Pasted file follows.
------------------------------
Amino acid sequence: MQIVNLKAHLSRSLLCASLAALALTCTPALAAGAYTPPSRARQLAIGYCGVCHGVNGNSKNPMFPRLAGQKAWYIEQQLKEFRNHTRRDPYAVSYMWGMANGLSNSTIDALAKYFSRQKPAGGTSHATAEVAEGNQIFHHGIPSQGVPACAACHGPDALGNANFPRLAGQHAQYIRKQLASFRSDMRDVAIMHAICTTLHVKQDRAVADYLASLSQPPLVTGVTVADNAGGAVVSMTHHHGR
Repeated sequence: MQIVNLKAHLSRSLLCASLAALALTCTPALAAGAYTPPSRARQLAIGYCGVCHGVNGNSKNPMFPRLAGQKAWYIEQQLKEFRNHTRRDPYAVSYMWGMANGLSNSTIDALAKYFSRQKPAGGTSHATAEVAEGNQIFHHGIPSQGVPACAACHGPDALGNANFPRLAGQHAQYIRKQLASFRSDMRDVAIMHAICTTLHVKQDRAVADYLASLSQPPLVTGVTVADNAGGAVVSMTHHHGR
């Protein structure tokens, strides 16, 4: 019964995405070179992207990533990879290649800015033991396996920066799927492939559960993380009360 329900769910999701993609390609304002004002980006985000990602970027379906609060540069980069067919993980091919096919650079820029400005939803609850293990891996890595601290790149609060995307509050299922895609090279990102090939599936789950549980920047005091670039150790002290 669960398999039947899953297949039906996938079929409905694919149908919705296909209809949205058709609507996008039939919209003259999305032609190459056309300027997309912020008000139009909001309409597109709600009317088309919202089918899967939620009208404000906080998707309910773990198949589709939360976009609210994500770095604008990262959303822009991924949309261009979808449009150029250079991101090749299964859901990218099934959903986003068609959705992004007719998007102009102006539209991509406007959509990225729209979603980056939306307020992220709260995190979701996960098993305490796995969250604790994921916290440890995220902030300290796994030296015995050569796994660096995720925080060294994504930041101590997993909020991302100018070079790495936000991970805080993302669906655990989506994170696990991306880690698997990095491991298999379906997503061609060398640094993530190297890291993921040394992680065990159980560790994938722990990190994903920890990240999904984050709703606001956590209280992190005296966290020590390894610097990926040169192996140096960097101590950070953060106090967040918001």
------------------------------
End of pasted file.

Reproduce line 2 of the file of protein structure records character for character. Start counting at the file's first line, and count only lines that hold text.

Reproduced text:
Repeated sequence: MQIVNLKAHLSRSLLCASLAALALTCTPALAAGAYTPPSRARQLAIGYCGVCHGVNGNSKNPMFPRLAGQKAWYIEQQLKEFRNHTRRDPYAVSYMWGMANGLSNSTIDALAKYFSRQKPAGGTSHATAEVAEGNQIFHHGIPSQGVPACAACHGPDALGNANFPRLAGQHAQYIRKQLASFRSDMRDVAIMHAICTTLHVKQDRAVADYLASLSQPPLVTGVTVADNAGGAVVSMTHHHGR